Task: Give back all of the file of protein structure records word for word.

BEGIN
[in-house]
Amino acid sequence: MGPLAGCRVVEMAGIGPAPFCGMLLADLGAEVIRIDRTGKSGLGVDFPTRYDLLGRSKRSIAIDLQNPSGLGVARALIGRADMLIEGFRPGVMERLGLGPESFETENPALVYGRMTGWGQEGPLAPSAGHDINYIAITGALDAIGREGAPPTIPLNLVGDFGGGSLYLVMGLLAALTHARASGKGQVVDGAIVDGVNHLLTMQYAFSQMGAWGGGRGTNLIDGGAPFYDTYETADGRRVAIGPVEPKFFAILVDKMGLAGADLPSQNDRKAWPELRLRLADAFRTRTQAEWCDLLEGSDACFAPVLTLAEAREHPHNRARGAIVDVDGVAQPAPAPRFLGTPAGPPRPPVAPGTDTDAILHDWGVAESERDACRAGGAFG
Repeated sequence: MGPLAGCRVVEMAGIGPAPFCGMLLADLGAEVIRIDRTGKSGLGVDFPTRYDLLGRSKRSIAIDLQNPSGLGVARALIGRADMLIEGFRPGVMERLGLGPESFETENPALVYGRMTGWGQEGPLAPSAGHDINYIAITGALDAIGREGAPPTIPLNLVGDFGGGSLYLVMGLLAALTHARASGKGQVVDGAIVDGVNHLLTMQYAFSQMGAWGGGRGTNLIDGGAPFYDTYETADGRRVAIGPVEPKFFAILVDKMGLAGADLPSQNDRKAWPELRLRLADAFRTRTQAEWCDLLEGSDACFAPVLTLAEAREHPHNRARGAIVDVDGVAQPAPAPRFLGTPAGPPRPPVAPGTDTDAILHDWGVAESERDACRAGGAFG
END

[in-house]
Amino acid sequence: MGPLAGCRVVEMAGIGPAPFCGMLLADLGAEVIRIDRTGKSGLGVDFPTRYDLLGRSKRSIAIDLQNPSGLGVARALIGRADMLIEGFRPGVMERLGLGPESFETENPALVYGRMTGWGQEGPLAPSAGHDINYIAITGALDAIGREGAPPTIPLNLVGDFGGGSLYLVMGLLAALTHARASGKGQVVDGAIVDGVNHLLTMQYAFSQMGAWGGGRGTNLIDGGAPFYDTYETADGRRVAIGPVEPKFFAILVDKMGLAGADLPSQNDRKAWPELRLRLADAFRTRTQAEWCDLLEGSDACFAPVLTLAEAREHPHNRARGAIVDVDGVAQPAPAPRFLGTPAGPPRPPVAPGTDTDAILHDWGVAESERDACRAGGAFG
Repeated sequence: MGPLAGCRVVEMAGIGPAPFCGMLLADLGAEVIRIDRTGKSGLGVDFPTRYDLLGRSKRSIAIDLQNPSGLGVARALIGRADMLIEGFRPGVMERLGLGPESFETENPALVYGRMTGWGQEGPLAPSAGHDINYIAITGALDAIGREGAPPTIPLNLVGDFGGGSLYLVMGLLAALTHARASGKGQVVDGAIVDGVNHLLTMQYAFSQMGAWGGGRGTNLIDGGAPFYDTYETADGRRVAIGPVEPKFFAILVDKMGLAGADLPSQNDRKAWPELRLRLADAFRTRTQAEWCDLLEGSDACFAPVLTLAEAREHPHNRARGAIVDVDGVAQPAPAPRFLGTPAGPPRPPVAPGTDTDAILHDWGVAESERDACRAGGAFG